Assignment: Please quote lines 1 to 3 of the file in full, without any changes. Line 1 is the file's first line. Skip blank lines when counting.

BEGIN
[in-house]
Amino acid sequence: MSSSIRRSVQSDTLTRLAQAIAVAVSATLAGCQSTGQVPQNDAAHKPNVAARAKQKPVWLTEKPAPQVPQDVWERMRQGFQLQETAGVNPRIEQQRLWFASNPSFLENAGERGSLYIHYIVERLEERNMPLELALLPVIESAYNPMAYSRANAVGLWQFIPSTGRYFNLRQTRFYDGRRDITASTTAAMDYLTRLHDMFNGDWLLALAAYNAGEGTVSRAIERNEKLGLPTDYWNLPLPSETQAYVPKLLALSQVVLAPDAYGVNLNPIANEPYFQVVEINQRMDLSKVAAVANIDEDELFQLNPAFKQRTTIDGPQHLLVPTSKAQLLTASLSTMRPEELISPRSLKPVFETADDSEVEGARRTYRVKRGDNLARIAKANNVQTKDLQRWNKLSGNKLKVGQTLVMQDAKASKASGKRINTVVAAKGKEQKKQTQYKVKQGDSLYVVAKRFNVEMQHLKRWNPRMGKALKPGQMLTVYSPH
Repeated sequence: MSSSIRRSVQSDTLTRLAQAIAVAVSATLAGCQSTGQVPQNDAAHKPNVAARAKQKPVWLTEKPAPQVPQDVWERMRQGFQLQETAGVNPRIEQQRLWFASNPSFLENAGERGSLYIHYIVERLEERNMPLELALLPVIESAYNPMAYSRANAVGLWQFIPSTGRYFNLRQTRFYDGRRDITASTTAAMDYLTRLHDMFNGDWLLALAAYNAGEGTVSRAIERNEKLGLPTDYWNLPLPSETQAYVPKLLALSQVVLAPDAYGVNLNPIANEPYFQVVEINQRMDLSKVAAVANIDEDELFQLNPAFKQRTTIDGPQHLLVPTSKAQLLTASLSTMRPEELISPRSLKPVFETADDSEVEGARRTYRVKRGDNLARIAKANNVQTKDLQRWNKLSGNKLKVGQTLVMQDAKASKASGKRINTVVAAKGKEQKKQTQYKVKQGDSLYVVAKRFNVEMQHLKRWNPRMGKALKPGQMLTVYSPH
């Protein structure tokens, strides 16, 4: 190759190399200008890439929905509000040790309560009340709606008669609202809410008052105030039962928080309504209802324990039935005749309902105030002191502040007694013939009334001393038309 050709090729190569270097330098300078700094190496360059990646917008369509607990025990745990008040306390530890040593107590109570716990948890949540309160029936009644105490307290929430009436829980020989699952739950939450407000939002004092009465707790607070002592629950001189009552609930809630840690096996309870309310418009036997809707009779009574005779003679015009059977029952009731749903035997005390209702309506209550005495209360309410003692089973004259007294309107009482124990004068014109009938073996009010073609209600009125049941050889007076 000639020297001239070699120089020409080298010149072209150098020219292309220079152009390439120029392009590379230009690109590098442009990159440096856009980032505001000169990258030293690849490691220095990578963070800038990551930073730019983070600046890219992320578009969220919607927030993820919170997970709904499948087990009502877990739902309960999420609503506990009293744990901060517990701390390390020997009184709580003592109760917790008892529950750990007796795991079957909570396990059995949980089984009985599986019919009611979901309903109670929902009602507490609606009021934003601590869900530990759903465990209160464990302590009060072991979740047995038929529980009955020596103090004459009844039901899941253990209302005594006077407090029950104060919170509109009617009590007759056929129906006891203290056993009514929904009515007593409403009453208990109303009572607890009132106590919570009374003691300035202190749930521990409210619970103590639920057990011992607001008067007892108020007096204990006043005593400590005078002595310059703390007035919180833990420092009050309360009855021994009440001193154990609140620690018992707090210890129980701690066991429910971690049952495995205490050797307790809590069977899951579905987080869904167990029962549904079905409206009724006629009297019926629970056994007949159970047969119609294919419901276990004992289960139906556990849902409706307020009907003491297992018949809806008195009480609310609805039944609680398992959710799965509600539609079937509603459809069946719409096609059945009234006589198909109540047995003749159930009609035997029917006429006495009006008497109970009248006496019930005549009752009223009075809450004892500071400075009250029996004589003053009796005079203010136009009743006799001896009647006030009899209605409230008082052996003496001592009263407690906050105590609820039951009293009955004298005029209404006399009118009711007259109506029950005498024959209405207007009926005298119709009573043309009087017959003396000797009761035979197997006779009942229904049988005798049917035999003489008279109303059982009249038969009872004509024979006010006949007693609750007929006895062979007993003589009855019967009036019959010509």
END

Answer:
[in-house]
Amino acid sequence: MSSSIRRSVQSDTLTRLAQAIAVAVSATLAGCQSTGQVPQNDAAHKPNVAARAKQKPVWLTEKPAPQVPQDVWERMRQGFQLQETAGVNPRIEQQRLWFASNPSFLENAGERGSLYIHYIVERLEERNMPLELALLPVIESAYNPMAYSRANAVGLWQFIPSTGRYFNLRQTRFYDGRRDITASTTAAMDYLTRLHDMFNGDWLLALAAYNAGEGTVSRAIERNEKLGLPTDYWNLPLPSETQAYVPKLLALSQVVLAPDAYGVNLNPIANEPYFQVVEINQRMDLSKVAAVANIDEDELFQLNPAFKQRTTIDGPQHLLVPTSKAQLLTASLSTMRPEELISPRSLKPVFETADDSEVEGARRTYRVKRGDNLARIAKANNVQTKDLQRWNKLSGNKLKVGQTLVMQDAKASKASGKRINTVVAAKGKEQKKQTQYKVKQGDSLYVVAKRFNVEMQHLKRWNPRMGKALKPGQMLTVYSPH
Repeated sequence: MSSSIRRSVQSDTLTRLAQAIAVAVSATLAGCQSTGQVPQNDAAHKPNVAARAKQKPVWLTEKPAPQVPQDVWERMRQGFQLQETAGVNPRIEQQRLWFASNPSFLENAGERGSLYIHYIVERLEERNMPLELALLPVIESAYNPMAYSRANAVGLWQFIPSTGRYFNLRQTRFYDGRRDITASTTAAMDYLTRLHDMFNGDWLLALAAYNAGEGTVSRAIERNEKLGLPTDYWNLPLPSETQAYVPKLLALSQVVLAPDAYGVNLNPIANEPYFQVVEINQRMDLSKVAAVANIDEDELFQLNPAFKQRTTIDGPQHLLVPTSKAQLLTASLSTMRPEELISPRSLKPVFETADDSEVEGARRTYRVKRGDNLARIAKANNVQTKDLQRWNKLSGNKLKVGQTLVMQDAKASKASGKRINTVVAAKGKEQKKQTQYKVKQGDSLYVVAKRFNVEMQHLKRWNPRMGKALKPGQMLTVYSPH